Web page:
• That said, the CDS premium on government debt – a measure of the cost of insuring against sovereign default – has barely budged. (See Chart 10.) What’s more, structural changes in the economy such as a flatter Philips curve and technological change will probably continue to restrain break-even inflation rates. So even if Labour were to win the election, gilt yields are unlikely to soar.
  • As a result, while we expect gilt yields to drift up after a Brexit deal, we think that they will do so at only a gradual pace. And if a hung Parliament leads to further Brexit delays, it’s conceivable that yields stay close to 0.76%. (See Chart 11.) Or if there is a no deal Brexit, yields could fall to 0.25%. (See Chart 12.)

Chart 9: US & UK 10-Year Bond Yields (%)

Chart 10: 10-Year Gilt Yield & 5-Year CDS Premium

Chart 11: 10-Year Gilt Yield & GDP Growth Forecasts

Chart 12: 10-Year Gilt Yield (%)

Sources: Refinitiv, Bloomberg, Capital Economics


Equities

Chance of a switch from underperformance to outperformance

  • A Brexit deal would be better for domestically focused stocks than the internationally-exposed FTSE 100. But all UK equity prices would probably fall if Labour won the election.
  • The reduction in the chances of a no deal Brexit has already provided a significant boost to the domestically-focused FTSE Local. It has climbed by 15% since August. (See Chart 13.) Over the same period, the internationally-exposed FTSE 100 has only risen by a little over 4%. That’s because the pound has also strengthened, which has weighed on the sterling value of overseas earnings.
  • Domestic stocks outperforming large multinational stocks when the pound rises has been a consistent theme since the referendum. (See Chart 14.) So if a Brexit deal is passed, domestically-focused equities would probably continue to rise relative to the FTSE 100.
  • That said, in a best-case scenario, the FTSE 100 might outperform other overseas equity indices despite the handbrake of a stronger exchange rate. After all, as UK mid- and large-cap equities have underperformed those in other major markets substantially since the EU referendum, valuations of UK equities are relatively modest. (See Chart 15.) If the Conservatives win a large majority at the election, a resolution to Brexit and a significant fiscal boost could give UK equities a leg up.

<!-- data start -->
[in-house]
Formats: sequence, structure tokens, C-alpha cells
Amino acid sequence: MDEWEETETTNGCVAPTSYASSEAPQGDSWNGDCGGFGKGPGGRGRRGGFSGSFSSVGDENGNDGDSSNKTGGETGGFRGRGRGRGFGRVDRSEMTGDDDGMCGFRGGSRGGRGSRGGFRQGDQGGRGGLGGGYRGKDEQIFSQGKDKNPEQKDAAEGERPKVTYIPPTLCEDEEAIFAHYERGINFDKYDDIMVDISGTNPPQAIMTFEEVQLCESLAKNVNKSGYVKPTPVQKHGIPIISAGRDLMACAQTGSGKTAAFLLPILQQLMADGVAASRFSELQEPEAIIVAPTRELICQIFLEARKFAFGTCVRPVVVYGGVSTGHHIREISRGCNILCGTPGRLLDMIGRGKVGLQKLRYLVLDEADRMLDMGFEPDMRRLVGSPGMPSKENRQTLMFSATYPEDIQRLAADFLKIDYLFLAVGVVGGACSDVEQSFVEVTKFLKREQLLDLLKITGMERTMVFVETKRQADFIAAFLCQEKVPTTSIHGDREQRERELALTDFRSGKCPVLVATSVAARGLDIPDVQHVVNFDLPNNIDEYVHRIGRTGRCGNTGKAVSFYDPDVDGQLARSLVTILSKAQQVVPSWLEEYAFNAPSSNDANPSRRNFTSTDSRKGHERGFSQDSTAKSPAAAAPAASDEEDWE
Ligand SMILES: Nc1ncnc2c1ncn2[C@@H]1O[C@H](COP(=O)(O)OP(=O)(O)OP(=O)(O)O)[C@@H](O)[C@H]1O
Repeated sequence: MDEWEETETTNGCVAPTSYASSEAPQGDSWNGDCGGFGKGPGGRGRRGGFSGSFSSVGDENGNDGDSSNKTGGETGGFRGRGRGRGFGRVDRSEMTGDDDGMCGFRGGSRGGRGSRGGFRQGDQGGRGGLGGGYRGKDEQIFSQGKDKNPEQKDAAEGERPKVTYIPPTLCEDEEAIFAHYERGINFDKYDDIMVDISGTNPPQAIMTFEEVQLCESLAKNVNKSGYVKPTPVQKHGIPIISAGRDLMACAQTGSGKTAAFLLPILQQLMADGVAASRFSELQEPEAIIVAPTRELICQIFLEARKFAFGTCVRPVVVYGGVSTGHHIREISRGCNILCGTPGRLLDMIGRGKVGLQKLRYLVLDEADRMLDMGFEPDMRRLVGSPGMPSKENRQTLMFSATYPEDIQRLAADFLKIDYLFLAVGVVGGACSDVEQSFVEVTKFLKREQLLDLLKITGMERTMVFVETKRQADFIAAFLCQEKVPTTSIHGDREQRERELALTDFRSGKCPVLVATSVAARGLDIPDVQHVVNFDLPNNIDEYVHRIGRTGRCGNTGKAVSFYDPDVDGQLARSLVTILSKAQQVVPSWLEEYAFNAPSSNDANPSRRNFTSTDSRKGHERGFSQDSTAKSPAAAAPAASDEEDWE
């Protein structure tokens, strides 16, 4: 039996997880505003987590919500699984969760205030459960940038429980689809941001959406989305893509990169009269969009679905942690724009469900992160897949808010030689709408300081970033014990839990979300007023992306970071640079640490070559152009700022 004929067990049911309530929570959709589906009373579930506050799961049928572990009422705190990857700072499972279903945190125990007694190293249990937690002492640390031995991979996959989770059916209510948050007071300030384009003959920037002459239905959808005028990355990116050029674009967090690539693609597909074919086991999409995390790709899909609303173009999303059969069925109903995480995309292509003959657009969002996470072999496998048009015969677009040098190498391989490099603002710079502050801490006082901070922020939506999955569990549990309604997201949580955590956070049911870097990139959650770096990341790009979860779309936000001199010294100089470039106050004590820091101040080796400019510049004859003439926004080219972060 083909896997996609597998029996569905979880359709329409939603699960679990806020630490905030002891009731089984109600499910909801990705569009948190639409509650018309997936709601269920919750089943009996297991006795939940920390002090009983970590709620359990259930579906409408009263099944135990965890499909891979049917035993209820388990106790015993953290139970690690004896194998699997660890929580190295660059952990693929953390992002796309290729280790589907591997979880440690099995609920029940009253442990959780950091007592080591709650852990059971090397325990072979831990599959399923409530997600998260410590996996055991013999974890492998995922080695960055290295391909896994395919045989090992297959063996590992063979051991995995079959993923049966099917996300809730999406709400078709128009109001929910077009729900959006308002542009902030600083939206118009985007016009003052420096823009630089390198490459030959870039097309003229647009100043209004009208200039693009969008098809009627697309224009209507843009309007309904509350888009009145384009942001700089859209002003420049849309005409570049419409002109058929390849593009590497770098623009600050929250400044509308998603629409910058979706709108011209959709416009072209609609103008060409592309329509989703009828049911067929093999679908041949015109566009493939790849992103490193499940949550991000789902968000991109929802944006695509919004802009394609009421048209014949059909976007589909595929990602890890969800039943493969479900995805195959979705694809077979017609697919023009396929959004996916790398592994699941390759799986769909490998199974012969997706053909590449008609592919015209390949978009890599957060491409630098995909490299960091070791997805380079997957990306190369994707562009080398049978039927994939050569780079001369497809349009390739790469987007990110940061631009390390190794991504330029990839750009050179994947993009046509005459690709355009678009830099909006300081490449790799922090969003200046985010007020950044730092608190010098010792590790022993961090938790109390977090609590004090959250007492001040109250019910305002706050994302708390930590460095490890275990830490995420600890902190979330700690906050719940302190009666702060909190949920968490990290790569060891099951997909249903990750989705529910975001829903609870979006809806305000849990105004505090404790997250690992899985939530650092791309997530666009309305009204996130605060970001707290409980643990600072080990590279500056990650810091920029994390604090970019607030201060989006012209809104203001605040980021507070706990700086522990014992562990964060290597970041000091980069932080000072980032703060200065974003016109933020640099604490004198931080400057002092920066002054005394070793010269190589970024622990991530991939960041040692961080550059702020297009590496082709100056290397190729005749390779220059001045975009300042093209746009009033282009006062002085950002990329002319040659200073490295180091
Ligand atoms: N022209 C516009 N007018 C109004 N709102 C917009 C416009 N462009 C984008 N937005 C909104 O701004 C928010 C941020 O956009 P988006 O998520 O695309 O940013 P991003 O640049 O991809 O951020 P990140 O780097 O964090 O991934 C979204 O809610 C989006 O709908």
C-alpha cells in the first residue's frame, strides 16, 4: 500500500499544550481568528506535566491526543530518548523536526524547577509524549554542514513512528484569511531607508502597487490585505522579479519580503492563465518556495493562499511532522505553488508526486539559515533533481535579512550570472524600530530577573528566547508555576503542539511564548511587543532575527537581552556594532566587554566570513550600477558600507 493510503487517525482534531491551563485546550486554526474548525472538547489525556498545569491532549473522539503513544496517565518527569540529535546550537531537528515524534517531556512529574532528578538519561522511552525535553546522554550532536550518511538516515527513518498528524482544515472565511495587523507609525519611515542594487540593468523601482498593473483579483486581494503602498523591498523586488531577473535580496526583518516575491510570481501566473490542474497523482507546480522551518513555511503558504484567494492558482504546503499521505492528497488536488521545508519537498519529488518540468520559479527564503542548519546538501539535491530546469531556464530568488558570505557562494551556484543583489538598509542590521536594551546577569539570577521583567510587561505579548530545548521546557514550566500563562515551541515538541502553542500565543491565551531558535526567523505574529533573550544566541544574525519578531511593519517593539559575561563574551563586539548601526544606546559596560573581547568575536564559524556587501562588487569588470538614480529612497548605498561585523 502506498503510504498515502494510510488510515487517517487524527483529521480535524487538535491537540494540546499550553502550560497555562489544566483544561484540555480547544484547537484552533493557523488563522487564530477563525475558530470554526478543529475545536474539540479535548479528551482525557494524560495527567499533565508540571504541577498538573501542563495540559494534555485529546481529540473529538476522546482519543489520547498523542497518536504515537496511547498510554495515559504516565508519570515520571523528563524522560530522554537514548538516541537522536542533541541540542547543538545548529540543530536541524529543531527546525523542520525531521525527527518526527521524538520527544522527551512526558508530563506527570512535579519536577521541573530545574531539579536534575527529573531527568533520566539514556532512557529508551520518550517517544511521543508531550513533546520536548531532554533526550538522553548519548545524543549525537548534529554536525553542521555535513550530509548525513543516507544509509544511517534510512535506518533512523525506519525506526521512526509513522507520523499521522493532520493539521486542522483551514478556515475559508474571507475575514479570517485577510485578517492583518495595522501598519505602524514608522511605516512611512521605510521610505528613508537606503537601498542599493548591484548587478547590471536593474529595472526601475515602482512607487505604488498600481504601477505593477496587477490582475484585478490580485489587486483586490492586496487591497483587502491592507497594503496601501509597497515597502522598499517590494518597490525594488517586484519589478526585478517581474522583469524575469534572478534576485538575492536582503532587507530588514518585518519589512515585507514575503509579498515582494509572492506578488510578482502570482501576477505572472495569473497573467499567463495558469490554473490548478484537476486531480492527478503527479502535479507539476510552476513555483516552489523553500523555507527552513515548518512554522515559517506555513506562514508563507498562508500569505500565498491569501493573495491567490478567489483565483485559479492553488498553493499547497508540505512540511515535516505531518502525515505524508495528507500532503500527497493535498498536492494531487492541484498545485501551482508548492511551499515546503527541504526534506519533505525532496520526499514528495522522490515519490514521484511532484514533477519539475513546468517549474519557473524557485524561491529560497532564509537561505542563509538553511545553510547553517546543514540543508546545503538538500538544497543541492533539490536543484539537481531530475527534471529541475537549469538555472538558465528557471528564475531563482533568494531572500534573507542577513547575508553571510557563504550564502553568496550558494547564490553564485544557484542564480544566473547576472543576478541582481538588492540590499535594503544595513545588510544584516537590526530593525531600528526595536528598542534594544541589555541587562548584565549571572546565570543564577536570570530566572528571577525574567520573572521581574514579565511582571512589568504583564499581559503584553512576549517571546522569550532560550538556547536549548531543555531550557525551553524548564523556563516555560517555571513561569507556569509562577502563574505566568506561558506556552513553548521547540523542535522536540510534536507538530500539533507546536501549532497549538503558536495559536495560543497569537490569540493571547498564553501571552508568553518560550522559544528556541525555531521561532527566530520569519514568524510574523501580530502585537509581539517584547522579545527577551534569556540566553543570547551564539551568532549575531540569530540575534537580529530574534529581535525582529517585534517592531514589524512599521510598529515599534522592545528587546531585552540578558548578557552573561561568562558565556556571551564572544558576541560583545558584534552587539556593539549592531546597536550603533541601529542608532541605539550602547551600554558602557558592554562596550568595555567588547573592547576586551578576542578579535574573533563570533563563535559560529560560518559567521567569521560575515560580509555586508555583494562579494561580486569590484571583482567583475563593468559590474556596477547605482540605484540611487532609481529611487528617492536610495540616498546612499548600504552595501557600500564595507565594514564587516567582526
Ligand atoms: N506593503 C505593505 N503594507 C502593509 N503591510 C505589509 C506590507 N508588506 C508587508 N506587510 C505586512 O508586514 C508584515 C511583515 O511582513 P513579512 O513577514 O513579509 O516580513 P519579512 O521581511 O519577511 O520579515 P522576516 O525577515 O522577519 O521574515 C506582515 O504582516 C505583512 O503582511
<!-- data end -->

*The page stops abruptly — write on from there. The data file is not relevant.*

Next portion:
• While a Labour victory would also lead to looser fiscal policy, Labour’s plans to nationalise rail, energy and water companies would mean utilities continue to underperform other equities. (See Chart 16.) In fact, as Labour’s policies to raise corporate tax and to redistribute shares to employees would squeeze profits, all UK equity prices would probably fall if Labour won the election.

Chart 13: FTSE Local & Chances of a No Deal Brexit Implied by Betting Odds

Chart 14: Trade-Weighted Sterling & the Performance of the FTSE Local Relative to the FTSE 100

Chart 15: Deviation of Current P/E Ratios of MSCI Indices From 10-Year Averages (%)

Chart 16: Popularity of the Labour Party and Performance of Utility Equity Prices

Sources: Refinitiv, Bloomberg, Capital Economics


Sterling

More risk to the upside than the downside

  • A Conservative win in the election followed by a Brexit deal could push the pound higher. But a Labour win could result in a small fall, despite the prospect of a softer Brexit or no Brexit at all.
  • The falling odds of a no deal have given the pound a boost, taking it to $1.28 and €1.17, a 5% rise since early October. The rise in net futures positions implies that investors are less fearful of a big fall. (See Chart 17.)
  • The pound is likely to rise further if the Tories win and the chances of a Brexit deal jump. Indeed, decent polling results for the Tories have supported the pound recently. (See Chart 18.) But there is a clear trade-off between the main parties’ stance on Brexit and their other policies. (See Chart 19.)
  • The best outcome for sterling would probably be a Liberal Democrat government. Their business-friendly policies and pledge to cancel Brexit could push the pound up to $1.40 (the top left box in Chart 19). However, their chances of winning are slim, so sterling is unlikely to enjoy the best of both worlds. Equally, the worst of both worlds – a no deal Brexit and a Labour government (the bottom right box) – is unlikely. In this scenario, the pound could fall to as low as $1.05.